Genetic capabilities to degrade Pn are present in gram-negative and some gram-positive bacteria. Four classes of enzymes involved in Pn metabolism have been characterized: phosphonoacetate hydrolase, which cleaves specifically phosphonoacetate (17); phosphonopyruvate hydrolase (27); phosphonatase, which cleaves phosphonoacetaldehyde, the transamination product of 2-aminoethyl phosphonic acid (14); and C-P lyase, which is the most widespread enzymatic pathway for Pn degradation, cleaving the C-P bond of a broad spectrum of Pn (32). In Escherichia coli, all the functions for phosphonate transport and degradation are encoded by an operon (composed of 14 genes and named phnCDEFGHIJKLMNOP) whose expression is induced by phosphate starvation as part of the Pho regulon (34). In this bacterium, C-P lyase is a multienzyme complex encoded by seven genes, phnGHIJKLM, and enzymatic activity has been detected only in whole permeabilized cells; it has never been detected in cell extracts (18, 32).

Acidithiobacillus ferrooxidans is a chemolithoautotrophic acidophilic bacterium that obtains its energy from the oxidation of hydrogen, ferrous iron, elemental sulfur, or partially oxidized sulfur compounds (23, 30). This ability makes it of great industrial importance due to its applications in biomining. During these industrial processes, microorganisms are normally subjected to stressing circumstances in their environment, such as temperature and pH changes, nutrient starvation, and the presence of toxic heavy metals, which can affect their physiological conditions. Phosphorus plays an essential part of cell structure and metabolism, forming part of nucleic acids, phospholipids, lipopolysaccharides, nucleotide cofactors, and some proteins, where it is incorporated through posttranslational modification (28). The lack of phosphate (Pi) may therefore greatly affect the bioleaching of minerals (21). Bacteria meet their phosphorus requirements through the assimilation of Pi and the accumulation of various phosphorus containing compounds, such as polyphosphates (polyP) (13). However, Pn can also be used as an alternative phosphorus source when the microorganisms possess the genetic capabilities to transport and degrade them (12, 25, 34).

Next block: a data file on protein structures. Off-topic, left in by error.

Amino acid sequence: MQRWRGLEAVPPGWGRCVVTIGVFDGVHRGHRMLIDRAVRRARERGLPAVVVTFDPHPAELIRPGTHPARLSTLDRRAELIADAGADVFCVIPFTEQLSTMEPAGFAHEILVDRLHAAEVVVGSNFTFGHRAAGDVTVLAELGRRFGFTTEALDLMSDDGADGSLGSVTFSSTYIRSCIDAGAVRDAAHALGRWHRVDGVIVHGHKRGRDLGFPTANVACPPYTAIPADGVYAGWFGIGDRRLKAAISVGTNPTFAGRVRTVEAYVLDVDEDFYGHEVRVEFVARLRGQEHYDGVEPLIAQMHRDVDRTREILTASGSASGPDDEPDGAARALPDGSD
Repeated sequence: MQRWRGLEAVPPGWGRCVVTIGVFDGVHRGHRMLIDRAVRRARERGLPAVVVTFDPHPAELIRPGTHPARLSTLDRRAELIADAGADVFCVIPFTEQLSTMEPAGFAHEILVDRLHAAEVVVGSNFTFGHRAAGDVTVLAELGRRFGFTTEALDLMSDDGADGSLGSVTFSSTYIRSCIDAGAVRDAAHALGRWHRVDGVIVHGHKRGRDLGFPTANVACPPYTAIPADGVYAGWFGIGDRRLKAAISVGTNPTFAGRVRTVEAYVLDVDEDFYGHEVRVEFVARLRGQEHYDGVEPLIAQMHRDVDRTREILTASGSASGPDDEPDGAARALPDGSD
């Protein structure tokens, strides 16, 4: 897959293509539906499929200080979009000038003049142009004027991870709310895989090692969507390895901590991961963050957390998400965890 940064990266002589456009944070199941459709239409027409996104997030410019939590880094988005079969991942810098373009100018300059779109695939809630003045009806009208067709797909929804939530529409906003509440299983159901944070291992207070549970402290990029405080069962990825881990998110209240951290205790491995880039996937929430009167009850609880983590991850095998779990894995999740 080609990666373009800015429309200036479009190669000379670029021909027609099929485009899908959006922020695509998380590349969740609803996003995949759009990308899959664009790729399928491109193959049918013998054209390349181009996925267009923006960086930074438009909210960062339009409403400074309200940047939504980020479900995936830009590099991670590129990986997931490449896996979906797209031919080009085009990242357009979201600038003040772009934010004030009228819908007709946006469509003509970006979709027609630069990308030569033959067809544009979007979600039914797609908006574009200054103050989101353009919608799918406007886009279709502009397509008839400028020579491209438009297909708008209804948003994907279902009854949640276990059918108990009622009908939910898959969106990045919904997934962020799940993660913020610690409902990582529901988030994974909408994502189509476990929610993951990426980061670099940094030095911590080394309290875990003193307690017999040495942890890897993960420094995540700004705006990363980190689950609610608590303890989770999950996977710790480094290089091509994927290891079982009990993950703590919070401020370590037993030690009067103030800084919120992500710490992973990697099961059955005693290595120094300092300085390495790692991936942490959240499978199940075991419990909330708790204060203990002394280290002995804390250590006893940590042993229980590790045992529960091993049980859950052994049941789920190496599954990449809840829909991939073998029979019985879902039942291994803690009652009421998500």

We have previously studied the Pi starvation response (24) and the metabolism of inorganic polyP in A. ferrooxidans (2). By using two-dimensional polyacrylamide gel electrophoresis, we isolated a PstS protein which was induced in cultures starved of Pi and found in this acidophilic bacterium orthologs to the E. coli Pho regulon genes (31). Further analysis revealed the presence of a complete gene cluster with high identity to the C-P lyase genes from E. coli, suggesting that A. ferrooxidans may also have the ability to degrade Pn and use them as valuable phosphorus sources.